Attraction and Repulsion: ScrumΓÇÖs Immune System, Up Close

5 January 2010

Dan Mezick
New Technology Solutions Inc

The popular book The Secret tells a story about the so-called "law of attraction." An equal and opposite force, the flip side of attraction, is the law of repulsion. Scrum is attractive to some and repulsive to others. Am I saying Scrum is repulsive? Yes...

Dr. Jeff Sutherland often refers to Scrum’s "immune system" in which people that are unproductive or wasteful are strongly encouraged to reform their behavior, or exit the team. You can examine such a post from Dr. Sutherland here:

Link 1: Dr. Sutherland on Scrum's "immune" system
http://jeffsutherland.com/scrum/2004/05/scrum-pigs-and-chickens.html

One thing I notice and pay attention to a lot lately is attraction and repulsion. This is a common, universal theme throughout the physical world. At the micro level, single cell organisms are repelled by toxins and attracted to nutrients. At the macro level, planets and solar systems are held together through the opposing forces of attraction and repulsion. You can learn more about that here:

Link 2: Attraction and Repulsion as a valid model of how the world works
http://committeeofpublicsafety.wordpress.com/2009/03/28/attraction-and-repulsion/

Scrum sets up a space that is mostly psychological in nature. One of the authors that strongly influenced the formation of Scrum is Ikujiro Nonaka, who co-authored the influential paper, "The New Product Development Game." He later co-authored another paper about creating and influencing the psychological space for work, which he calls the "ba." It’s an interesting concept described here:

Link 3: The Concept of Ba
http://home.business.utah.edu/actme/7410/Nonaka%201998.pdf

One aspect of this "space" is: what it is actually attracting, and what it is actually repulsing.

In Scrum we value clearly defined goals, learning by inspection, and attention to the goals. In Scrum we do not value ill-defined objectives, predictions, or distractions. Scrum is attractive to people who value what Scrum encourages. Scrum is repulsive to people who value what Scrum discourages.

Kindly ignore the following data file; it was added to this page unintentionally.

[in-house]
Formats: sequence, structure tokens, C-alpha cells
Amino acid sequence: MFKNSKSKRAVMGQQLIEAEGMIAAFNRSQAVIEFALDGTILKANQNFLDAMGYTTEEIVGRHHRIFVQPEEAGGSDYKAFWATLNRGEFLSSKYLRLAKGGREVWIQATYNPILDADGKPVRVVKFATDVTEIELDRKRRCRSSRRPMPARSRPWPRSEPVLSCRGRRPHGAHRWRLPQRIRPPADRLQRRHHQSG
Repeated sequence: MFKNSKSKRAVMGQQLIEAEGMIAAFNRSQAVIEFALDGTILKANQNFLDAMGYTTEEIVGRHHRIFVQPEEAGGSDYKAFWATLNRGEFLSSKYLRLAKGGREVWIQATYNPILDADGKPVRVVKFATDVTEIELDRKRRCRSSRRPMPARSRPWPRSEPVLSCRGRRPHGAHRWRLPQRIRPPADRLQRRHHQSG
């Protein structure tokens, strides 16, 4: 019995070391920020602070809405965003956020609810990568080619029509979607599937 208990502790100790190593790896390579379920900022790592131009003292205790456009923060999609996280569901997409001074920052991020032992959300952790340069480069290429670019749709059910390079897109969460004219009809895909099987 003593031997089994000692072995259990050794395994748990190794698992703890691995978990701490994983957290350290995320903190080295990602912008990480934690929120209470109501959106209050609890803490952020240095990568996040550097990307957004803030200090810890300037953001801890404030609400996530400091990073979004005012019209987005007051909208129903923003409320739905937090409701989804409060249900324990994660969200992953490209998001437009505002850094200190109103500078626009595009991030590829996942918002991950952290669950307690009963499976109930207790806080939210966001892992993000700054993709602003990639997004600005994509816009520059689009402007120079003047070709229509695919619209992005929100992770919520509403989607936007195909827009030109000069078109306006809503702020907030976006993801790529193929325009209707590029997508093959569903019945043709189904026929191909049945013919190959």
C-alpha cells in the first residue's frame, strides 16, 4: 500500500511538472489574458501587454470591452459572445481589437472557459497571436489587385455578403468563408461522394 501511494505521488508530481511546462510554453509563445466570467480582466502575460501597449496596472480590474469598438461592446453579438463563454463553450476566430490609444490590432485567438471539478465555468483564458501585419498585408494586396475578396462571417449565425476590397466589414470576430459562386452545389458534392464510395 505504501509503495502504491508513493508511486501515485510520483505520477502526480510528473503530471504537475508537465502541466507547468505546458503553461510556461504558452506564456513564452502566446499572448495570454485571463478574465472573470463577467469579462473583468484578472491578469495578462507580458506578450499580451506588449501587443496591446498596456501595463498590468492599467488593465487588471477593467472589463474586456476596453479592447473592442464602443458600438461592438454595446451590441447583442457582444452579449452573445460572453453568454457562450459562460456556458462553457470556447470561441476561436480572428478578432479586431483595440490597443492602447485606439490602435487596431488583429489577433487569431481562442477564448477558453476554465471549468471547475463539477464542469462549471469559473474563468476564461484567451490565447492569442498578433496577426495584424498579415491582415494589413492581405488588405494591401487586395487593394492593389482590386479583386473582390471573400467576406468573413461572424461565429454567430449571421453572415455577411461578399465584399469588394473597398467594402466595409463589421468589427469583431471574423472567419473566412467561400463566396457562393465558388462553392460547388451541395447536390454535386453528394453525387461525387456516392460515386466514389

So here we see the dynamic of how what is attracted defines what is repulsed, and vice versa.

This applies to everything, not just Scrum. Scrum places value on focus and attention, so it repels "lack of focus" and distractions.

If we attract clear thinking, we repulse fuzzy, unclear thinking. If we value learning by observation, we repel the propensity to predict.

Summary

Here we see how Scrum is at once simple and polarizing. Scrum’s simple set of rules creates an environment or space or "ba" with properties of attraction and repulsion. The repulsion aspect forms the basis of a kind of immune system for Scrum. In Scrum, via the held values, the cultural aspects of specific attraction and repulsion emerge. Attractive behaviors (focusing attention, sincere effort, and learning) are honored, while repulsive behaviors (lack of attention, laziness, not learning) are dishonored. This is attraction and repulsion.

The end result is a self-governing, self-correcting system, based on a simple, short set of rules. That "system" or "space" created by authentic Scrum is constantly integrating what is valued and attractive, and expelling and purging what is not valued and therefore repulsive.

Is Scrum repulsive? Yes. Is Scrum attractive? Yes.

This is one aspect of the essential beauty of Scrum.


Opinions represent those of the author and not of Scrum Alliance. The sharing of member-contributed content on this site does not imply endorsement of specific Scrum methods or practices beyond those taught by Scrum Alliance Certified Trainers and Coaches.



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Comments

Jeff Sutherland, PhD, CST,CSP,CSM,CSPO,REP, 1/7/2010 9:34:17 PM
The concept of BA deserves a lot more attention in Scrum as Nonaka is devoting almost all of his research time to BA at the Hitosubashi Business School where Takeuchi is the dean.

BA is the creative flow of innovation, the juice, of the team. You know if you have it and if you don't have it.

We now know that every team can achieve a hyperproductive state by holding to certain constraints. Perhaps these are the constraints that cause the BA to flow. In any event, the constraints are discussed at my last keynote at the Scrum Gathering in Munich. Slides should be up on this site.

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